Bad Faith claims against a person’s insurance company occurs when the insurance company isn’t negotiating fairly with its customers. These claims are often when someone feels they are not getting a settlement offer that’s close to what it should be, or sometimes used when someone feels their insurance company isn’t paying a claim that it should. Insurance companies are legally required to negotiate fairly – in good faith – with its customers.
It’s hard even for an experienced attorney to prove exactly what a valid bad faith claim is. How do you prove a person’s, or company’s, intention? Such cases demand an experienced attorney.
A recent Kentucky Court of Appeals case helped set standards for bad faith claims. The case of Samantha Hollaway v. Direct General Insurance Company of Mississippi Inc. involves a parking lot collision in Lexington, Kentucky. Hollaway alleges another driver backed out of a parking spot and hit her; the other driver says Hollaway hit him. Hollaway received a check for damages to her car from Direct General, which amounted to less than $500. She also wanted $125,000 in medical damages, or up to the limit of the other driver’s insurance policy. The insurance company reviewed the case and offered $5,000, based on medical records that indicated she had some damage to her back but she also had pre-existing back problems. The insurance company indicated it was not sure if the damages were the result of the accident or were from previous problems.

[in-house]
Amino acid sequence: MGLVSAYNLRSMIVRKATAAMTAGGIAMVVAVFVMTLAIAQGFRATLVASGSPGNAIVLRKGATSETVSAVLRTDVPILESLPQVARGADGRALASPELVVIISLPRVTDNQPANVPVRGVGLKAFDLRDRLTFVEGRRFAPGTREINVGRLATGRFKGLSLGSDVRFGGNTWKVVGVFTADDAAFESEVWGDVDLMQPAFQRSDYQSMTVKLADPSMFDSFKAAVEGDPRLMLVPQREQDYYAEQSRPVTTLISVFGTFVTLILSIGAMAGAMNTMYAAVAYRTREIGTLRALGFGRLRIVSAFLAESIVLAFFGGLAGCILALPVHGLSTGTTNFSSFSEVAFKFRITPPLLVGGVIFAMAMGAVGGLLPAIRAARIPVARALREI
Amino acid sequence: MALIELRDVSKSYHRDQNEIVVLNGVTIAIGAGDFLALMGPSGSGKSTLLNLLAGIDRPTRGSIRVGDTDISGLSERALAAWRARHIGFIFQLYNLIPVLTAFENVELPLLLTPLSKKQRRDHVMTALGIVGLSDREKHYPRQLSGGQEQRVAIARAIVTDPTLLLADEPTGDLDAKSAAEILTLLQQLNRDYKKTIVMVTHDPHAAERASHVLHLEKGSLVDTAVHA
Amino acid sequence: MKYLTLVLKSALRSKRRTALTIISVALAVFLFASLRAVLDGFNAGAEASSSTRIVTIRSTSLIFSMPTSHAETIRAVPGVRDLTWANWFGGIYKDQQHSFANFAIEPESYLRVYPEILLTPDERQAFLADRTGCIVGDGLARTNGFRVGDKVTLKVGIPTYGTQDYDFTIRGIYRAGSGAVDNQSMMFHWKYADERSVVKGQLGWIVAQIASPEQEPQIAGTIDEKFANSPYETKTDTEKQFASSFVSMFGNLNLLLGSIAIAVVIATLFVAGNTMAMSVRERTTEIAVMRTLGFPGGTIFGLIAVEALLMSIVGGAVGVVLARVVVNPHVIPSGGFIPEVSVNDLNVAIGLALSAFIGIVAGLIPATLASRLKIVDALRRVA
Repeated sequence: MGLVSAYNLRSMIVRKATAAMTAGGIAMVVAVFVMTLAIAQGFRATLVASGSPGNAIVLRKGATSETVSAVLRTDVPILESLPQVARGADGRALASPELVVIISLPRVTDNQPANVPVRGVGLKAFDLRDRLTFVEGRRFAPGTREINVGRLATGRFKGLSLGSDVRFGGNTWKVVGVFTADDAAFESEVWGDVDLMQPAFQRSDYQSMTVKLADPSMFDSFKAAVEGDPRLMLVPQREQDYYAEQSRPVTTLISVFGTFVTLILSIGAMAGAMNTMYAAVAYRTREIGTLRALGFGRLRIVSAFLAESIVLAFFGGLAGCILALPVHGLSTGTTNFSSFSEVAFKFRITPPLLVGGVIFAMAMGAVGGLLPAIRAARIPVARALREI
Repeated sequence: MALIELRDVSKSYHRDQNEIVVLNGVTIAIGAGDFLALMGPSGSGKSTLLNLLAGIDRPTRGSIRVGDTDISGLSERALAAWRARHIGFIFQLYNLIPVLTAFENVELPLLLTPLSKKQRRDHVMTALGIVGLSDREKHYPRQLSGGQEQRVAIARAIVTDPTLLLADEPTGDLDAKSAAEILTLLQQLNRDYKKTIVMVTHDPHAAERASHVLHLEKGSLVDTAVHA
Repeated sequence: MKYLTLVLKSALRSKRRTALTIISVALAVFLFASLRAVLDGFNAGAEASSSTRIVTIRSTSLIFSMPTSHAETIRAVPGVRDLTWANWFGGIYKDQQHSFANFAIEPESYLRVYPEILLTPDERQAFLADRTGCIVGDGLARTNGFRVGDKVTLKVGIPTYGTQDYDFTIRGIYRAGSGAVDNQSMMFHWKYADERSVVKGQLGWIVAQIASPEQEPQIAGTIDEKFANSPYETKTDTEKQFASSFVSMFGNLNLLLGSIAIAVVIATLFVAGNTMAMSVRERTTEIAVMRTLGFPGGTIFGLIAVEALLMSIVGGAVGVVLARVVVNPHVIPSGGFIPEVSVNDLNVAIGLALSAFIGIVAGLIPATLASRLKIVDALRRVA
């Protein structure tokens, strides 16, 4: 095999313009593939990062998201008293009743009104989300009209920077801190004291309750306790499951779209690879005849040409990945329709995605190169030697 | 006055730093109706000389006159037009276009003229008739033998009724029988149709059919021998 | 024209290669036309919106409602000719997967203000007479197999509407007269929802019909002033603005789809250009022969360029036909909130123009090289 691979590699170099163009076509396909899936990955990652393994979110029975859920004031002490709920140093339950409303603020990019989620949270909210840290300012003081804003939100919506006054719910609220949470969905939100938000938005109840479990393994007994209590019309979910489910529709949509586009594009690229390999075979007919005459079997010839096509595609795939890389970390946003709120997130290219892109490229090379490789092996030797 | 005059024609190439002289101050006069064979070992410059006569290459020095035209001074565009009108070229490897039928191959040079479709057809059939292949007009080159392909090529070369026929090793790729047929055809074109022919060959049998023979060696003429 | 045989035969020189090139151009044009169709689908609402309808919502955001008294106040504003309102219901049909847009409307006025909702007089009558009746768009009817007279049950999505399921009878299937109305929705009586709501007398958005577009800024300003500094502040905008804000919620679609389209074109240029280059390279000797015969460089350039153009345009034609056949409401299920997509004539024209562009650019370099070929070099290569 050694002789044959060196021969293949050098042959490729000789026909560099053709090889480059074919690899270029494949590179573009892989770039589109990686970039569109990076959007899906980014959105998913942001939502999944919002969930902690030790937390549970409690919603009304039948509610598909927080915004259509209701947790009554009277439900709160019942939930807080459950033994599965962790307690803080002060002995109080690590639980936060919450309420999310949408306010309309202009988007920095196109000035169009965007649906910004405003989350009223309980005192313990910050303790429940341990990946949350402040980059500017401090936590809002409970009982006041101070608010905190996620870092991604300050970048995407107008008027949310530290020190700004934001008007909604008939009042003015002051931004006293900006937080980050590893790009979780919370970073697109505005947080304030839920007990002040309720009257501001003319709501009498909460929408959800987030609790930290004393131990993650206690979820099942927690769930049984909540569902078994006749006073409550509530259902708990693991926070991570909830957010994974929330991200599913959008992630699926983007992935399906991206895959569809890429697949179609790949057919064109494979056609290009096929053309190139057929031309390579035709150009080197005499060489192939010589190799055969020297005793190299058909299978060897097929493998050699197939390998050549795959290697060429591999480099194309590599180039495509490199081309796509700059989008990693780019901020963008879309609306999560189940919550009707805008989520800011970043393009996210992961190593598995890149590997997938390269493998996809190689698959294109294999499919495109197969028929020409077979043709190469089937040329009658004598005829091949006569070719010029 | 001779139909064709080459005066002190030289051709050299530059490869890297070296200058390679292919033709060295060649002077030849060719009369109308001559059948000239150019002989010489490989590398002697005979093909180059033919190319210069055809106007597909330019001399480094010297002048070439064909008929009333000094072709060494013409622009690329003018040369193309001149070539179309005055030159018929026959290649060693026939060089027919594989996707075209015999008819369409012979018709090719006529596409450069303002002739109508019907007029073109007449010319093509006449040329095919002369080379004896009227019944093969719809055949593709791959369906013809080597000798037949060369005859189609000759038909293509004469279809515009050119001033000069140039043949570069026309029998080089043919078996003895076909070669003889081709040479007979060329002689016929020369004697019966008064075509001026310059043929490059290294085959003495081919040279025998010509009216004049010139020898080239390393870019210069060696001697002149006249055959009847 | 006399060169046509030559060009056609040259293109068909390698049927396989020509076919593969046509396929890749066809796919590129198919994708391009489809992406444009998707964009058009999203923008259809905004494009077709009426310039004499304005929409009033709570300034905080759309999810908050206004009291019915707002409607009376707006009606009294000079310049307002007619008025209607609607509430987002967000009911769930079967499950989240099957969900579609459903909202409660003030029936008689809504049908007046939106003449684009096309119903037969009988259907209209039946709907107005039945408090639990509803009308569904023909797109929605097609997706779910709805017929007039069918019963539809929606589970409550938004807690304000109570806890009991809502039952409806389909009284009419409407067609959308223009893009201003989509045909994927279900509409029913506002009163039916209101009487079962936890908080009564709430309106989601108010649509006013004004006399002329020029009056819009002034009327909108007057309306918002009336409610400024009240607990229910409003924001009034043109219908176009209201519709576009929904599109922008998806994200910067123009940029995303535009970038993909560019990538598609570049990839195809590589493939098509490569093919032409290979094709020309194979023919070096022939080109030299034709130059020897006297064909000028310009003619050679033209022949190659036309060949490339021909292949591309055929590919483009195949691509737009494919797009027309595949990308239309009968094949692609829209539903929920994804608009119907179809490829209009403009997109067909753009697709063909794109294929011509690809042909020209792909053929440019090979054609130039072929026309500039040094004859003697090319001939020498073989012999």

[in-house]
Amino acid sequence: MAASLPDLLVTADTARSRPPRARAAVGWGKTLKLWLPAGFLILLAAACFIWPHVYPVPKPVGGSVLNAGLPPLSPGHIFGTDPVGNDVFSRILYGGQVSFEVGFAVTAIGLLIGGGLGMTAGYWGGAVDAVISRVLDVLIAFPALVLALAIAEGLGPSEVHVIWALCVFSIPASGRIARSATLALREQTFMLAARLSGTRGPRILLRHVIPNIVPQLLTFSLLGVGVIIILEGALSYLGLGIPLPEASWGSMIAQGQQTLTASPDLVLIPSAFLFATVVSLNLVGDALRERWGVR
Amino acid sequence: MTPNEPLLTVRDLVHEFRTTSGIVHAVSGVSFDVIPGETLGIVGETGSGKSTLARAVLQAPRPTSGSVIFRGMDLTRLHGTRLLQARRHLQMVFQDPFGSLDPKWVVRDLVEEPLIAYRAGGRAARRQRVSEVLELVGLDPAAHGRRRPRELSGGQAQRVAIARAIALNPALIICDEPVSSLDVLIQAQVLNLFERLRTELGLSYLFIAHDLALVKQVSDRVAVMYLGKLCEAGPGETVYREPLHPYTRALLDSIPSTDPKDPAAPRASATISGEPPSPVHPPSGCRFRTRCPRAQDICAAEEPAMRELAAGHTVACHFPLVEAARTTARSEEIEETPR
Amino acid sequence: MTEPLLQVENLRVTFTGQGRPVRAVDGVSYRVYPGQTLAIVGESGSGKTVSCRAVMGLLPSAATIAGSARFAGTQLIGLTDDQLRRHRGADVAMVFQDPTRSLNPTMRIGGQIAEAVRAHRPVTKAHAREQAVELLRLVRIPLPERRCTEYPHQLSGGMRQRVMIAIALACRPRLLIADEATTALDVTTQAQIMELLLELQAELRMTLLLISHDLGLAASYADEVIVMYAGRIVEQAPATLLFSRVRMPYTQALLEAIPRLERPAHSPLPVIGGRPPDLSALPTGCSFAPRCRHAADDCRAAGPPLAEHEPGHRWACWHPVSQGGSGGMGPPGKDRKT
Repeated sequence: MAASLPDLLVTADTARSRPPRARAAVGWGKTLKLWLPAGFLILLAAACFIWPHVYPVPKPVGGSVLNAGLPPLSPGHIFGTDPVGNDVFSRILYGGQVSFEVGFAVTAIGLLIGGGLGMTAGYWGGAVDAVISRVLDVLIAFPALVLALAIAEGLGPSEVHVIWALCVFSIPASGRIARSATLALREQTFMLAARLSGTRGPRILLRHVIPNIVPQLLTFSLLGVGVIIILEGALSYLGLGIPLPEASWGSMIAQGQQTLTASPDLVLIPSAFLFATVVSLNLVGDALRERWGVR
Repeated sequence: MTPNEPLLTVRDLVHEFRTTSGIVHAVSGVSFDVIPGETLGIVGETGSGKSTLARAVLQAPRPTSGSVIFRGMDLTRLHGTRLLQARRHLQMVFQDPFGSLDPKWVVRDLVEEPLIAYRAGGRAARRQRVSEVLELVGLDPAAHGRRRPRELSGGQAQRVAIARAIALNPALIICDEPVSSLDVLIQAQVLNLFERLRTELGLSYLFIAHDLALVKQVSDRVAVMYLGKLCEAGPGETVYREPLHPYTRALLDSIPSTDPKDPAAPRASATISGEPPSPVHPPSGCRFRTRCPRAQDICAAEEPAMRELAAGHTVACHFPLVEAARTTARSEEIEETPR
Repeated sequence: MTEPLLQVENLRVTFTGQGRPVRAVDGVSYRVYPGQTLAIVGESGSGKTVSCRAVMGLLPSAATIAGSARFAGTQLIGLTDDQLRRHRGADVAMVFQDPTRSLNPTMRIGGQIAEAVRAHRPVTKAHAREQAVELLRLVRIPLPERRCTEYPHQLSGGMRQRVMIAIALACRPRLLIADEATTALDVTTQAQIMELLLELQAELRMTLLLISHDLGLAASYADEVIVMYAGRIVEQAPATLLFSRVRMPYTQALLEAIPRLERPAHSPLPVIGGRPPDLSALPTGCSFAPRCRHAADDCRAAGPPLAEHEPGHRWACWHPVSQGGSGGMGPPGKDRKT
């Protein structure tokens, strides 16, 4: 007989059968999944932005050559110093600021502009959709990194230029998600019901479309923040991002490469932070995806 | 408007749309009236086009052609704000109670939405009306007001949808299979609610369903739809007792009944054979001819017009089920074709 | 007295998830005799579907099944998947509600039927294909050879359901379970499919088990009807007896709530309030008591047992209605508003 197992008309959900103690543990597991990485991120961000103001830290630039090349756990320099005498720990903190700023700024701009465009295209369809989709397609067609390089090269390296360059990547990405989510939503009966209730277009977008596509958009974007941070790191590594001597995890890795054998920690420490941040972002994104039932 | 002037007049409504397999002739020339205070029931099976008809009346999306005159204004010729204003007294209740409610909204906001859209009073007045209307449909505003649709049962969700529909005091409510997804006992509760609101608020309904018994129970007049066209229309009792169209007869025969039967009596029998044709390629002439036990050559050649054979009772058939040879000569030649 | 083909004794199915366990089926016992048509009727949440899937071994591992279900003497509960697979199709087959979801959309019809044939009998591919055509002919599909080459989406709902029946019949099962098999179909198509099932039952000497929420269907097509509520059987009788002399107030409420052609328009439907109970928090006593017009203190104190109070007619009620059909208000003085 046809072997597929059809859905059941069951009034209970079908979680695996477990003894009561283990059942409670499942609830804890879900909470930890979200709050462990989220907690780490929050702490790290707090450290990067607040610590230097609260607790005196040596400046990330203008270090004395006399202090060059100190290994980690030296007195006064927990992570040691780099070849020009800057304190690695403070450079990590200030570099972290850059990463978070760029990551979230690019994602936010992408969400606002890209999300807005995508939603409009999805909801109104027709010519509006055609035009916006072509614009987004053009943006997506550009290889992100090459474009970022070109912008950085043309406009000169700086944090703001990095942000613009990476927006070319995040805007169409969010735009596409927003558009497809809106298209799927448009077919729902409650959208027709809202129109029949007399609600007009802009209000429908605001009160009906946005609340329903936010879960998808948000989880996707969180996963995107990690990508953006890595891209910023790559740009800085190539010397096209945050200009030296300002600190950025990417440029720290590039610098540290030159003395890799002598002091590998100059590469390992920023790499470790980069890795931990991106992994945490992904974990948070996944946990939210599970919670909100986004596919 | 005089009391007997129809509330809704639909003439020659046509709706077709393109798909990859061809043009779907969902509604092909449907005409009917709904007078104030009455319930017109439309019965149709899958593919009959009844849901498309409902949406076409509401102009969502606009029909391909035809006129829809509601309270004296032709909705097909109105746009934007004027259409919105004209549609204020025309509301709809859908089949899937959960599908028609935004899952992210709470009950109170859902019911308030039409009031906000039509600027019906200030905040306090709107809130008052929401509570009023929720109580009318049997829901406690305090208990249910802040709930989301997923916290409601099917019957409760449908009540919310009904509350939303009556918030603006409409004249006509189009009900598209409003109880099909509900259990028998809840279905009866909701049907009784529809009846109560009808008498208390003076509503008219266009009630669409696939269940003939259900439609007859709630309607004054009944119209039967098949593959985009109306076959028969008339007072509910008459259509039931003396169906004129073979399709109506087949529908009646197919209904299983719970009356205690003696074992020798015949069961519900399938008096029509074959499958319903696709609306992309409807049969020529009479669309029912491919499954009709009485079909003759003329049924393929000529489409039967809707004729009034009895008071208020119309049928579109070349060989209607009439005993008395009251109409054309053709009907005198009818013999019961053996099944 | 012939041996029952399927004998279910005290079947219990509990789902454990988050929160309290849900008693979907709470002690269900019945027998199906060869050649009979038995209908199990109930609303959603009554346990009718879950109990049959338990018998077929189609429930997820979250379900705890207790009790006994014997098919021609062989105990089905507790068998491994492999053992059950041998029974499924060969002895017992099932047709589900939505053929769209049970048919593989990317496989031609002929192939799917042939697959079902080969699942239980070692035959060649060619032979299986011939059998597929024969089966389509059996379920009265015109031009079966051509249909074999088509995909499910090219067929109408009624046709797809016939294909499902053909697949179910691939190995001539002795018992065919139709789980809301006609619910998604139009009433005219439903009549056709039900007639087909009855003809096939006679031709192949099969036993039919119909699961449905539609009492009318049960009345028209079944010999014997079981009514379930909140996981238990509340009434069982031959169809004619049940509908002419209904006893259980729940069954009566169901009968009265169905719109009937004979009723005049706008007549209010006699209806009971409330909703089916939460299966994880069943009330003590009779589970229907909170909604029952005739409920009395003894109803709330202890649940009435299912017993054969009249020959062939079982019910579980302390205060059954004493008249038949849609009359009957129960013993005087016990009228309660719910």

Hollaway was not satisfied with the offer, and instead filed suit against the other motorist and Direct General. The insurance company offered Hollaway $22,500. Hollaway filed a bad faith claim against the company. Her argument was that she was not offered the higher amount until she filed suit and that the insurance company negotiated in “bad faith” with her.